AdvocateKhoj
Login : Advocate | Client
Home Post Your Case My Account Law College Law Library
    

Supreme Court Judgments


Latest Supreme Court of India Judgments 2018

Subscribe

RSS Feed img


Fakeerappa & Anr Vs. Karnataka Cement Pipe Factory & Ors [2004] Insc 98 (13 February 2004)

Doraiswamy Raju & Arijit Pasayat.

(Arising out of SLP (C) No. 22032/2002) ARIJIT PASAYAT,J

Leave granted.

Appellants were the parents of one Yallappa Angadi (hereinafter referred to as 'deceased') who died in a vehicular accident. The appellant No.1 filed a claim petition under the Motor Vehicles Act, 1988 (in short the 'Act') in the Court of First Additional District Judge and M.A.C.T. Dharwad (in short the 'Tribunal') claiming compensation. In the Claim Petition the appellant No.2 herein, i.e. the mother of the deceased was added as a formal party-respondent No.5. The Tribunal noticed that the deceased was aged 27 years at the time of accident. It accepted that the deceased was getting Rs.2000/- p.m. On that basis to work out loss of dependency multiplier of 18 was adopted after deducting 50% of the income for personal expenses. A total sum of Rupees two lakhs with 6% interest per annum from the date of application was awarded as compensation.

An appeal was preferred by the claimants under Section 173 of the Act praying for an increase of the compensation. The High Court by the impugned judgment found no merit and dismissed the same.

In support of the appeal, learned counsel for the appellants submitted that two points fall for adjudication. Firstly, whether the deduction of half of the monthly income for personal expenditure is justified, and secondly whether the award of 6% interest per annum is justified.

Though the respondents have been served notice, only counter affidavit has been filed by respondent No.2- Oriental Insurance Co. Ltd. (hereinafter referred to as the 'insurer').

Learned counsel for respondent No.2, submitted that there cannot be any rigid formula as to what would be the percentage or quantum of deduction. The Tribunal and the High Court have taken note of the relevant aspects to hold that 50% deduction would be appropriate. There is no scope for any interference with the percentage of deduction as fixed. Further, before the High Court there was no challenge to the rate of interest awarded by the Tribunal.

Therefore, for the first time before this Court such a grievance cannot be raised. It is also submitted that multiplier of 18 as adopted is on the higher side.

What would be the percentage of deduction for personal expenditure cannot be governed by any rigid rule or formula of universal application. It would depend upon circumstances of each case. The deceased undisputedly was a bachelor. Stand of the insurer is that after marriage, the contribution to the parents would have been lesser and, therefore, taking an overall view the Tribunal and the High Court were justified in fixing the deduction.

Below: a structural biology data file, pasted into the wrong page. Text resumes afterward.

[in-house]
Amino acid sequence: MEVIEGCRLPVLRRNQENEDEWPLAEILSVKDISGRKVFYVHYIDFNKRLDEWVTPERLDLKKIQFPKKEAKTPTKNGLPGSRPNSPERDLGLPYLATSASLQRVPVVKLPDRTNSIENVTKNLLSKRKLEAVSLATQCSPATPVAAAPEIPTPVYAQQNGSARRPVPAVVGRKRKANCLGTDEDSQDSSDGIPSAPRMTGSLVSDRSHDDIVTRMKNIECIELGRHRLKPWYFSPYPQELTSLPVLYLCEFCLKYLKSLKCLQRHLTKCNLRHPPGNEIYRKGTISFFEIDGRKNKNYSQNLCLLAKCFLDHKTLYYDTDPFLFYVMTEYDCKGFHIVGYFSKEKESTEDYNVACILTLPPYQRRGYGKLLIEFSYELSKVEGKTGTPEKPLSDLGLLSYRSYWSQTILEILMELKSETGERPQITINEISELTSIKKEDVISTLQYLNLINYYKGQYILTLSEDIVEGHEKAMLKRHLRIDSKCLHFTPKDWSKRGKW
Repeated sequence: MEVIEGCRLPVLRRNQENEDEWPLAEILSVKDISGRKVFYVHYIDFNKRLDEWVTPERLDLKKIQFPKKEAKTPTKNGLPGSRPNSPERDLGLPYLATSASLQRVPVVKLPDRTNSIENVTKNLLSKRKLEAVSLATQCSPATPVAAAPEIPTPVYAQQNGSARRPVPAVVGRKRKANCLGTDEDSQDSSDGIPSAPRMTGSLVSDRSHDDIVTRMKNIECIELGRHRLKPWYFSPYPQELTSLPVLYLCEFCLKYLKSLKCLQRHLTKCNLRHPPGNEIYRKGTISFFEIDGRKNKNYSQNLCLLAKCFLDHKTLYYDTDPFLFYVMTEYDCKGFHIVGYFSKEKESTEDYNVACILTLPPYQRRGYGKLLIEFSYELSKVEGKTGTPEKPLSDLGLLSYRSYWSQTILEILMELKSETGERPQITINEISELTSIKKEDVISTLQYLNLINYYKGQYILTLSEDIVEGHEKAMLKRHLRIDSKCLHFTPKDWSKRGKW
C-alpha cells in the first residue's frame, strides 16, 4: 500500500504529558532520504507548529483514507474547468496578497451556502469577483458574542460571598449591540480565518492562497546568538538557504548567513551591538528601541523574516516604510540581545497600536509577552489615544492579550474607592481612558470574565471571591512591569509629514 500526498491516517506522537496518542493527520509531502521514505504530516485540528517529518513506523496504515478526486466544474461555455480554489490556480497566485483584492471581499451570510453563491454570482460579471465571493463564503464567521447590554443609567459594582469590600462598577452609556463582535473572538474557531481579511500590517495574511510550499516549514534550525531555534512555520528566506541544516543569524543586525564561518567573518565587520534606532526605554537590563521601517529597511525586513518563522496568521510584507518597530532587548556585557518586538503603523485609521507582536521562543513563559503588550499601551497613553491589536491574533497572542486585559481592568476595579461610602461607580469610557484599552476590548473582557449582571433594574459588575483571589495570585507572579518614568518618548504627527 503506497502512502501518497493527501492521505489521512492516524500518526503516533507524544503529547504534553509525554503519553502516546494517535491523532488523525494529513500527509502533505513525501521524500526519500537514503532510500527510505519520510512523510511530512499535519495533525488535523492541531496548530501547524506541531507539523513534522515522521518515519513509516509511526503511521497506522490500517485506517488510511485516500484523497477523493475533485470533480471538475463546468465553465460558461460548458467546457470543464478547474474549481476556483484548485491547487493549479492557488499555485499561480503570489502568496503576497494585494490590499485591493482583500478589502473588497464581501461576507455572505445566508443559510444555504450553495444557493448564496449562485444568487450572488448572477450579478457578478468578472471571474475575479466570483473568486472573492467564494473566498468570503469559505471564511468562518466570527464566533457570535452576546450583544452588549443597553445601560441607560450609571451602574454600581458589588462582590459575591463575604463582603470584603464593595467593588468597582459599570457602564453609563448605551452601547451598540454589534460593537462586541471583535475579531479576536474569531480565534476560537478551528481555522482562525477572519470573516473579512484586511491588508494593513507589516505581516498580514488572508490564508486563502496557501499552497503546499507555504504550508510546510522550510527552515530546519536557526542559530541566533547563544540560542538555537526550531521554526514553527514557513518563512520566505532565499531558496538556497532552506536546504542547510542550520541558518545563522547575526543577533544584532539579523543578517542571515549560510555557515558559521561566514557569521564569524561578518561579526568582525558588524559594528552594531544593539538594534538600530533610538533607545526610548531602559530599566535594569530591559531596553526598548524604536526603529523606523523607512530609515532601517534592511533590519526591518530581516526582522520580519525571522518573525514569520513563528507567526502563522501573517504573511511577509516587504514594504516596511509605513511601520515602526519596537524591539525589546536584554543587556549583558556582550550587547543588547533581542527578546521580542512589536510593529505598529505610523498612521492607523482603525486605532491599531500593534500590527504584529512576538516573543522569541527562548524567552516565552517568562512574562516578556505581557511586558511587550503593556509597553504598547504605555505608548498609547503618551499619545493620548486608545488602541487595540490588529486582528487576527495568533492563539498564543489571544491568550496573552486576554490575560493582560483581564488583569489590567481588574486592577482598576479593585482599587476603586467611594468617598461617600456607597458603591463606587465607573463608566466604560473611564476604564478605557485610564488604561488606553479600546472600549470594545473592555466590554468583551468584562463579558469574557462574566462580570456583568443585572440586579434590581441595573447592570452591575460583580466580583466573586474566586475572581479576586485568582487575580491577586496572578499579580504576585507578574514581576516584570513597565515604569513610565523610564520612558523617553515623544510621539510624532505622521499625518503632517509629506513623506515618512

It has to be noted that the ages of the parents as disclosed in the Claim Petition were totally unbelievable.

If the deceased was aged about 27 years as found at the time of post mortem and about which there is no dispute, the father and mother could not have been aged 38 years and 35 years respectively as claimed by them in the Claim Petition. Be that as it may, taking into account special features of the case we feel it would be appropriate to restrict the deduction for personal expenses to one-third of the monthly income. Though the multiplier adopted appears to be slightly on the higher side, the plea taken by the insurer cannot be accepted as there was no challenge by the insurer to the fixation of the multiplier before the High Court and even in the appeal filed by the appellants before the High Court the plea was not taken.

Since there was no question raised about the correctness of the rate of interest before the High Court, we do not find any scope for interference with the rate of interest fixed by the Tribunal in the absence of any challenge to it before the High Court. The appeal is allowed to the extent indicated above, with no order as to costs.

Before we part with the case we think it necessary to point out a somewhat shocking state of affairs which came to our notice. In the Claim Petition filed before the Tribunal, this Court and the High Court of Karnataka, Bangalore were impleaded as respondents for no sensible reason, and in gross abuse of process of law, though by hindsight absurdity seems to have been set right by ordering deletion. Though these parties were given up during adjudication, it is clear that the Claim Petition was filed without any application of mind by the counsel concerned as to who would be proper or necessary party or even a formal party and great sense of responsibility is expected to be exhibited by those concerned. At least while impleading a party in Claim Petition, proper attention ought to be devoted which sadly was not done.

 

 Back


 



Client Area | Advocate Area | Blogs | About Us | User Agreement | Privacy Policy | Advertise | Media Coverage | Contact Us | Site Map
powered by nubia  |  driven by neosys